SEOUL, Oct. 20 (Yonhap) — South Korea still hopes for the resumption of high-level talks with North Korea late this month despite sharp military tensions and Pyongyang’s reticence about Seoul’s dialogue offer, an official here said Monday.
The North has not responded to the South’s proposal that another round of vice ministerial talks be held on Oct. 30, according to unification ministry spokesman Lim Byeong-cheol.
“Our government expects the second South-North high-level contact to be held on Oct. 30 as we suggested on Oct. 13,” he said at a press briefing.
He pointed out that the two sides have already agreed to hold the meeting between late October and early November.
Lim’s comments reflect the Park Geun-hye administration’s resolve to press ahead with dialogue with the communist neighbor in spite of its continued provocative acts.
The North’s troops repeatedly approached the border over the weekend, triggering warning shots from the South and exchanges of gunfire.
Pyongyang also threatened to break the deal to hold high-level talks, taking issue with the South’s attitude in their rare military talks last week.
Another unification ministry official said there needs to be a response from the North within this week in order to open the talks on Oct. 30, given the time for preparations.
“We do not rule out the possibility that the North will continue its silence for the time being,” he said.
Experts said the North is apparently seeking to gain the upper hand in its tumultuous ties with the South by ratcheting up pressure on its neighbor.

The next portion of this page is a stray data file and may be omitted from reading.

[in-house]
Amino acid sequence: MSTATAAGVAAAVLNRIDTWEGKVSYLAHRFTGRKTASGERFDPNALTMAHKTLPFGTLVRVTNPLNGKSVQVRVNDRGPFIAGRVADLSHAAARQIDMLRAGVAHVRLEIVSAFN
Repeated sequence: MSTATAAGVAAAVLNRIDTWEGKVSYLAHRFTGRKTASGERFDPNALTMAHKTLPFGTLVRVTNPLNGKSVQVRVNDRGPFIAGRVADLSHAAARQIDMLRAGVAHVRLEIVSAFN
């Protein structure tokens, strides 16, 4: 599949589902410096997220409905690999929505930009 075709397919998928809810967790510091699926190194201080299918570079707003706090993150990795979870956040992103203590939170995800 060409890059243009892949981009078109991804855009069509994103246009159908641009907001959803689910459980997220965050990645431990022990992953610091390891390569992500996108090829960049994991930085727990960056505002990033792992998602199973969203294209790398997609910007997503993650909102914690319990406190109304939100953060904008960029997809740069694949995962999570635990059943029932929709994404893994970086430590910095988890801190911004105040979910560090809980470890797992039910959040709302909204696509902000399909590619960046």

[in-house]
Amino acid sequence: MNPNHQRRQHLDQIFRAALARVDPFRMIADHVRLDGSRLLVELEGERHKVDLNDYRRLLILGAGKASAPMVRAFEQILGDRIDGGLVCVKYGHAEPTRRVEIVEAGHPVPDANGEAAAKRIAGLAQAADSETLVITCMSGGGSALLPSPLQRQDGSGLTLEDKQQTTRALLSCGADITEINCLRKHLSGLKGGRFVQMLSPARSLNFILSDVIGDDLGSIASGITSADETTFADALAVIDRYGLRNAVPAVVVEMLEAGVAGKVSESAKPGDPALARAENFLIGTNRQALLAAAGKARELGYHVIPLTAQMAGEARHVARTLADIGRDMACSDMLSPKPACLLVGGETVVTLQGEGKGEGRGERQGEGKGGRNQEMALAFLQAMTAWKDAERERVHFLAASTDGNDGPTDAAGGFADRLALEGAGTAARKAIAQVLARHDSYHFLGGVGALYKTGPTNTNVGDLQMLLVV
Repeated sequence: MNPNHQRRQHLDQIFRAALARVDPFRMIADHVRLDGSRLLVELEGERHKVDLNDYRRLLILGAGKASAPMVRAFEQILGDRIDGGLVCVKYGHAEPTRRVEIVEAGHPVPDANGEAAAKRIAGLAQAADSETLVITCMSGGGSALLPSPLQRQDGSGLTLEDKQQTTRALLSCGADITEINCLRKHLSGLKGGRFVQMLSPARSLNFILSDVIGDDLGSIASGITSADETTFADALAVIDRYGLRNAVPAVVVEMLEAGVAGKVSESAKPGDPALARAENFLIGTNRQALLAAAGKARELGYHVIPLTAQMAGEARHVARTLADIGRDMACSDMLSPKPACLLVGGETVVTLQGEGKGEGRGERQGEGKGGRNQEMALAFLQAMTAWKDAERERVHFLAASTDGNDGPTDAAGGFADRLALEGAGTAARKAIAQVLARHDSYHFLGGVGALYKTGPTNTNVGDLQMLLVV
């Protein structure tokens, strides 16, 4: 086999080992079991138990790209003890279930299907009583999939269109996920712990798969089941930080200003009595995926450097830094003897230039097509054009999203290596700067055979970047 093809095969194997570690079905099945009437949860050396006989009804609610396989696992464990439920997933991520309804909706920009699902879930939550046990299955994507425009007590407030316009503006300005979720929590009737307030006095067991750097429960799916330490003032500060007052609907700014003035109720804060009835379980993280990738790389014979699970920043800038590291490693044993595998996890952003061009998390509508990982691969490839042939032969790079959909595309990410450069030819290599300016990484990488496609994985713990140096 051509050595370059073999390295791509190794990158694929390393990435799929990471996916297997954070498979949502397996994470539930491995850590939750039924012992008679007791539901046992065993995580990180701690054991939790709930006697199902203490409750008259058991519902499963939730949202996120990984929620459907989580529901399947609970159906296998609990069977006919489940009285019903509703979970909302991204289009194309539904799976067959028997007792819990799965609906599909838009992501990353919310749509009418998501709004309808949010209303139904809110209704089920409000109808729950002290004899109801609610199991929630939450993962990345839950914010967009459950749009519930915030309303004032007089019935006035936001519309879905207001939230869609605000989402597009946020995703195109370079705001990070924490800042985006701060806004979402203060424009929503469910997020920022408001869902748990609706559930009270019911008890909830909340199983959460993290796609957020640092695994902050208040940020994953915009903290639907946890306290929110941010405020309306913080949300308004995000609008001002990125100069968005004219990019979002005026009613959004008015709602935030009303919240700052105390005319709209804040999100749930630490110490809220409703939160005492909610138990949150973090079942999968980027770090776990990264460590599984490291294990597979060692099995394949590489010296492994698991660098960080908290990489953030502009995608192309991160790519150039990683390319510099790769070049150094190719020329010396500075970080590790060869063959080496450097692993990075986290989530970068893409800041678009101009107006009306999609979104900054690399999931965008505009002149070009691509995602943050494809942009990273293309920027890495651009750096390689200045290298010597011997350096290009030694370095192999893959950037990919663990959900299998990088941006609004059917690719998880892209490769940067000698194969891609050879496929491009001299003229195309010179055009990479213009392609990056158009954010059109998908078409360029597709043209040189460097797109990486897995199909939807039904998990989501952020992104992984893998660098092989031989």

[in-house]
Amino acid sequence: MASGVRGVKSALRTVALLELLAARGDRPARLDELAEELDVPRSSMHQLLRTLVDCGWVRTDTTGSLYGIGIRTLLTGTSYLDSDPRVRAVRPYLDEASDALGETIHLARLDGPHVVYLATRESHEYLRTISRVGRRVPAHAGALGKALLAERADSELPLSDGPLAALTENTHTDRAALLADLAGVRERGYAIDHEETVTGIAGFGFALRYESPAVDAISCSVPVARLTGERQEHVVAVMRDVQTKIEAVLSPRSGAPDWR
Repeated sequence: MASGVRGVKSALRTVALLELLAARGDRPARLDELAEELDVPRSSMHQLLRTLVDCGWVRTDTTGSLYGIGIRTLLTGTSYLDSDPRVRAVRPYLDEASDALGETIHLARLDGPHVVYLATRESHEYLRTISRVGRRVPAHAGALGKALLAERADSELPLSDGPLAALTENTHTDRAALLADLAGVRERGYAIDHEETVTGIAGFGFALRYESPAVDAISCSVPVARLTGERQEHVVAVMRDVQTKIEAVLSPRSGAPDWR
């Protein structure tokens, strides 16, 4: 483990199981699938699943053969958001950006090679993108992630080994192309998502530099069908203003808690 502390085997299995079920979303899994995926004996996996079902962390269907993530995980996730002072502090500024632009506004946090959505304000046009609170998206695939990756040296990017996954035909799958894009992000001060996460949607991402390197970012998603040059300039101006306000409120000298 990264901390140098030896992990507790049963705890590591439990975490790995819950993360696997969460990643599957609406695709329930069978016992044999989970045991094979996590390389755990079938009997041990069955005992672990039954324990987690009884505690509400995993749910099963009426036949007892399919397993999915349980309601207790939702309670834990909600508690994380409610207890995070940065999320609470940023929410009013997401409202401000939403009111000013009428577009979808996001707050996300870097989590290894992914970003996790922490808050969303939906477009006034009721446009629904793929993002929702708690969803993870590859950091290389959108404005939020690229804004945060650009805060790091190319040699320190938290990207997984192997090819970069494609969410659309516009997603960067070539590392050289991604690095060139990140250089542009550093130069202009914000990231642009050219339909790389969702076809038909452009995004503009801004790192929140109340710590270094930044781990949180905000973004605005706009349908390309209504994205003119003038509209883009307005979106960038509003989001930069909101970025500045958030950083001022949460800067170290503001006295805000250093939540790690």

South Korea wants to focus first on the family reunion issue but North Korea is more interested in re-drawing the Yellow Sea border and stopping the spread of leaflets critical of its leaders and political system.
“It would be difficult to open the second round of high-level contact if the South Korean government maintains its current stance,” said Koh Yu-hwan, a professor of North Korean studies at Seoul’s Dongguk University.
He said inter-Korean relations are at a critical juncture.
“If the South and the North lose this opportunity for dialogue, it would be hard to create another dialogue phase,” he said.
The unification ministry, meanwhile, reaffirmed that it would not take any forcible measure to block activists from sending anti-Pyongyang leaflets across the border.
A group of conservative activists here said it will fly balloons carrying 100,000 leaflets from Imjingak, a park in Paju just south of the border, on Saturday.
“We are instead asking civilian groups to act carefully and wisely in consideration of the safety and security of the people as North Korea’s threats grow,” the ministry spokesman said.
The government will deploy police to Imjingak, if necessary, in case of clashes between activists and local residents, he said.
The North’s state-controlled media has continued to condemn the South for doing nothing to block the leaflets.
“Any smear campaign against the other side is the root cause of the chill in the atmosphere for dialogue and improved relations,” said the Rodong Simmun, an organ of the Workers’ Party of Korea. “Explicitly speaking once again, if the north and the south are to have dialogue and improve relations, it is necessary to remove hurdles lying in the way of them doing so, first of all.”
Source : Yonhap